I really do hope that this post was helpful! Feel free to comment with your thoughts… What do you use most? How has Creative Cloud helped you? Are there other programmes that you like that I haven’t mentioned? It would be good to hear your opinions!

Until next time!


Meet the Team – CAD for Fashion Resident Expert… Stephen Rose

Meet the Team – CAD for Fashion Resident Expert… Stephen Rose

We’re lucky enough at CAD for Fashion to have a resident fashion print and textile expert, Stephen Rose, who tutors our digital print and textile design courses.  Stephen is a mine of information and knowledge, with vast industry experience which he is more than happy to share with those taking our digital courses.  

Stephen Rose – Resident Fashion Print and Graphics Expert.

While many believe that CAD software is difficult to use, you will find that if you’re taught the right tricks and techniques and the correct way of doing things from the start, rather than being clumsy, frustrating and time consuming, these programmes are incredibly quick, efficient and effective to use for fashion and textile design.  And Stephen certainly is an expert in his field!  Founder and owner of Now! Design, Stephen has 20 years’ experience of developing and designing placement prints and repeat pattern fabrics for everything from fashion apparel to sportswear and soft furnishings for countless high street stores and well-known brands – with many of his designs becoming bestsellers in stores and online.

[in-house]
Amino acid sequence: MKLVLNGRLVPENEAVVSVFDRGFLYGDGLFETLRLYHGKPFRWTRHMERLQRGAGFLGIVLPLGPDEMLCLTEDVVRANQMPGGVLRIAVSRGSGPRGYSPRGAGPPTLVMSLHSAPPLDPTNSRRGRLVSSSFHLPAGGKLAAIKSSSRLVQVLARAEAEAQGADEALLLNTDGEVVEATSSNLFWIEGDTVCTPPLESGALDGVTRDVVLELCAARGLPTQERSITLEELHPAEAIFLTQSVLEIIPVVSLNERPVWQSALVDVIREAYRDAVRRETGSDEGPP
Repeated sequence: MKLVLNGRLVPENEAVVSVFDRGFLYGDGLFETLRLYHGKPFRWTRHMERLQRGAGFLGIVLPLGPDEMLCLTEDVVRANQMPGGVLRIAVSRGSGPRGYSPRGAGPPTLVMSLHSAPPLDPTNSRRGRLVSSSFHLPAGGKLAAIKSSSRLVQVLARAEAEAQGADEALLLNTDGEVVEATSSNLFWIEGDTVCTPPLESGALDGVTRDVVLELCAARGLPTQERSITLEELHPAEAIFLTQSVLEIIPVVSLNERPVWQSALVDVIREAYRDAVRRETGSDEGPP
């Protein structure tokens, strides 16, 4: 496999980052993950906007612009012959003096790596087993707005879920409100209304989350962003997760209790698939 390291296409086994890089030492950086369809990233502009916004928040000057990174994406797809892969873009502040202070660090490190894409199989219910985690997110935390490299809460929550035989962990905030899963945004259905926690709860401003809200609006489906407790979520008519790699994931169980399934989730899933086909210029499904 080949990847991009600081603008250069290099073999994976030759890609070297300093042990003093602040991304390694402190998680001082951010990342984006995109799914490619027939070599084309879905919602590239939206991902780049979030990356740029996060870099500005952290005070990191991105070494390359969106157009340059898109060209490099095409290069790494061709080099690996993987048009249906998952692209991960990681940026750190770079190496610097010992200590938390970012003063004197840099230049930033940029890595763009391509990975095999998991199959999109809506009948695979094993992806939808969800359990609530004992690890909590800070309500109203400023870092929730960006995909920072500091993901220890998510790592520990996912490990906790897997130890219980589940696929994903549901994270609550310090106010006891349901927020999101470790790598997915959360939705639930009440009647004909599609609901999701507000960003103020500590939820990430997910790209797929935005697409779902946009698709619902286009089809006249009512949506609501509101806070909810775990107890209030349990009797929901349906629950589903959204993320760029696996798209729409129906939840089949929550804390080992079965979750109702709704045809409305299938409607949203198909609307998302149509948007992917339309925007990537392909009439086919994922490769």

In addition to his incredible talent, Stephen’s a thoroughly nice guy with a calm and patient teaching style.  Whether they’ve come in as complete beginners or designers wanting to refresh or top-up their skills, most of our course attendees come away amazed at how much they’ve learnt and managed to achieve.   You really can get to a higher level, faster if you’re trained by experts!

Stephen teaching our Adobe Photoshop for Fashion Print and Textile Course.

Driven by his passion for print, Stephen has also co-founded Graphic Moda, a creative marketplace for digital fashion print, which brings talented designers and buyers together to supply commercial fashion retailers with exclusive high quality designs at fair trade prices.  

“I’ve dedicated my career to digital fashion print design and I really enjoy taking courses at CAD for Fashion and helping others to learn what’s possible – seeing them realise what the software can do (or, rather, what they can do with the software!), achieving new things, finding shortcuts that will help immensely in their day-to-day work, creating something that looks amazing… it’s incredibly rewarding.  It’s my passion and if I can help to fuel that in someone else, well, there’s nothing better.”

Stephen Rose

Thanks Stephen – it’s great to have you on the CAD for Fashion team!

Find out here about our forthcoming courses or sign up for our newsletter to be amongst the first to hear about new and exciting courses and workshops planned for 2019.